"I do not go to school on Sunday."
Translation:No voy a la escuela el domingo.
It seems to be just a general rule that when you are referring to days of the week you use the article in front of it instead of a, en, or de. For example I attend yoga classes on Sundays would be "asisto a yoga los sabados". If it's in general, like all the Sundays, you use the plural, and if it's on a specific one you use the singular.
While I completely agree with you about using the articles, you have a small error in your example: Sundays == domingos
I always make the same mistake. Any tricks for remembering that sábado isn't Sunday?
I don't know if this helps, but knowing the origins of the names of the week in both languages helps. Saturday is literally "Saturn's day" and "sábado" sounds a little bit (to my ears) like the word "Saturn" - although as above, it is based on the word "sabbath" which is, of course, Saturday.
Check out this fascinating explanation of the origins of the names of the week.
P.S. I remember viernes=Friday because Venus and Fria are the only two female gods in the names of the week in both languages.
Sunday Sun: Domingo Dominus (Lord); Monday Moon: Lunes (Moon); Tuesday Tiw (heroic glory) : Martes (Mars: war); Wednesday Odin (poetry): Miercoles (Mars: poetry); Thursday Thor (thunder): Jueves (Jove: thunder); Friday Frigga (Thor's wife): Viernes (Venus: Love); Saturday Saturn (agriculture): Sabado (Sabbath)
Sabbath originally referred to Saturday. Sabbath still means Saturday for some people, mainly those of the Jewish faith.
The way I learned the Spanish day names was to memorize it as a whole list the way a kid would.
Say the list 10 times every day for 10 days (really)
lunes martes miércoles jueves viernes sábado domingo
Saturday is the Sabbath (the day of rest), even in Christianity. Sunday is "the Lord's day", which is more important to most Christians. You can remember that factoid by thinking of Good Friday and Easter Sunday. In between, there was a Sabbath, when Jesus rested.
If you think of Sunday as "the Lord's day", this will help as well, since "domingo" is related to the idea of "dominion", something a lord has.
My grandparents are from Seventh Day Church. They go to church on what they call Sabbath (Saturday)
One way i remembered it was by looking at the days of the week (sunday-saturday) as the alphabets. ("D"omingo would come before "S"abado). Hope that helps if not i can give it to you in a song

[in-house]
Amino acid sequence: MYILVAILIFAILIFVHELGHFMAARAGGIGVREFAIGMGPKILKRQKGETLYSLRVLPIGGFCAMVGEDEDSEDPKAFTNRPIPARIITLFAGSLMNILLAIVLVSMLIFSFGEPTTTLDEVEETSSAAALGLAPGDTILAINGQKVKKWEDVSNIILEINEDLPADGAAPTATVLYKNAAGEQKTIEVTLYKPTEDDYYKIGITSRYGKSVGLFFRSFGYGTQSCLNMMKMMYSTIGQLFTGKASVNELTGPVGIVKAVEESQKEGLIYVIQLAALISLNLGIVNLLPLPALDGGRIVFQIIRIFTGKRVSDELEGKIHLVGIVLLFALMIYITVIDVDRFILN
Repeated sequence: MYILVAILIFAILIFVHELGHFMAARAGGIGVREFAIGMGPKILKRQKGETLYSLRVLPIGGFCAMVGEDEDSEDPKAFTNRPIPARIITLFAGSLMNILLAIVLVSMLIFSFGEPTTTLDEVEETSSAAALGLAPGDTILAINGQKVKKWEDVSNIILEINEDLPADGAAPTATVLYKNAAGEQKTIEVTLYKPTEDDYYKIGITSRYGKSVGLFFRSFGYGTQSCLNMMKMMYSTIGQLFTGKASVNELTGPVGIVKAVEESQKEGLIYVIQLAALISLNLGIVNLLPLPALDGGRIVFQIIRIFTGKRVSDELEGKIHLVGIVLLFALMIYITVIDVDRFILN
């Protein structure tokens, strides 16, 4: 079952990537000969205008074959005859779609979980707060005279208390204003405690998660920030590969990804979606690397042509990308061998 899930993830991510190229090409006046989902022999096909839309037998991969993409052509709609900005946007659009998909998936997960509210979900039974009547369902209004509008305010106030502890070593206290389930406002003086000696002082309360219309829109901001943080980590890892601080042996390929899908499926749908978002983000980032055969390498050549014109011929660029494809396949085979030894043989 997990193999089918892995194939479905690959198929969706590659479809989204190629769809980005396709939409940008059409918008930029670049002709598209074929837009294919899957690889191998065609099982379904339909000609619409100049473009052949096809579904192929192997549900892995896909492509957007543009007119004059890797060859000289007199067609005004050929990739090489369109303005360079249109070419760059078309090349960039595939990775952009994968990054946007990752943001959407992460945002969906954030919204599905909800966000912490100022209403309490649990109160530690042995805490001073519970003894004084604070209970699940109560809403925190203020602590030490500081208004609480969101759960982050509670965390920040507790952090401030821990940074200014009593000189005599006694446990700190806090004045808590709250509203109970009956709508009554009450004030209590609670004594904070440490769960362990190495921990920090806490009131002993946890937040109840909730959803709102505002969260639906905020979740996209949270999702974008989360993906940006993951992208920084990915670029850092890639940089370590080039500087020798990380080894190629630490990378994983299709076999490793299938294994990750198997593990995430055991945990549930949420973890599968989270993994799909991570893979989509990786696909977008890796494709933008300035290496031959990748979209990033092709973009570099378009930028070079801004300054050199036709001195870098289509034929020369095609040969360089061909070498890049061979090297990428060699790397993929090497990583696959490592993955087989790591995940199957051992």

It's just the idiom used in Spanish. You might as well be a Spanish person learning English and complaining (in Spanish), "The definition of 'el' is 'the,' why the heck is 'on' used?"
Why would you need to put "el" before "domingo"? I put "Yo no voy a la escuela en domingo"
Regarding "la escuela," there are several answers that all seem to variants of "because that's how it's done in Spanish." That's fine, but if you need the definite article for a generic reference, what do you do when you need a specific reference. Imagine a maintenance worker that visits several public buildings.
"I don't go to the school on Monday. I go to the hospital. On Tuesday, I go to the school."
It seems that would be the same translation: No voy a la escuela.
Is it only context that allows us to parse the sentences correctly?
I realize you posed this question a couple of years ago, but I'll answer it in case it helps others with the same question.
For the most part, yes it is context, but you can also use a demonstrative pronoun to indicate you're talking about a specific place. In other words, your sentences could be:
«No voy a ésa/aquélla escuela el lunes. Voy al hospital. El martes, voy a la escuela.»
Notice how the inclusion of the demonstrative pronoun in the first sentence sets the stage for the other sentences so it is clear from context that you are referring to the specific locations.
I thought 'a la' had to always be changed to 'al', or does that only count for 'de la' = 'del'
We don't change "a la" y "de la". We only contract "de el" and "a el" to "del" and "al"
When two vowels are together in most languages there is often a way to modify it so you don't have to clumsily pronounce them. In English we change "a" to "an" to avoid this mixing of vowel sounds. In French they combine vowel sounds as well, for example, le + homme=l'homme.
In school we learned that 'school' can also be translated into "Instituto" or "insti" for short, but apparently this is not the case on duolingo, can anyone explain? thanks :)
Yes, colegio seems to be used more in the place of college or university. Like colegio de médicos o colegio de abogados. Escuela is more broad.
I've heard native Spanish speakers (I like in Texas) so "no __ LOS domingos." which is correct, what I'm hearing, or the Duolingo sentence above? Thanks :)
It does not say "the school" it says "school." When I didn't write "la" it counted it wrong. Did this happen to anyone else?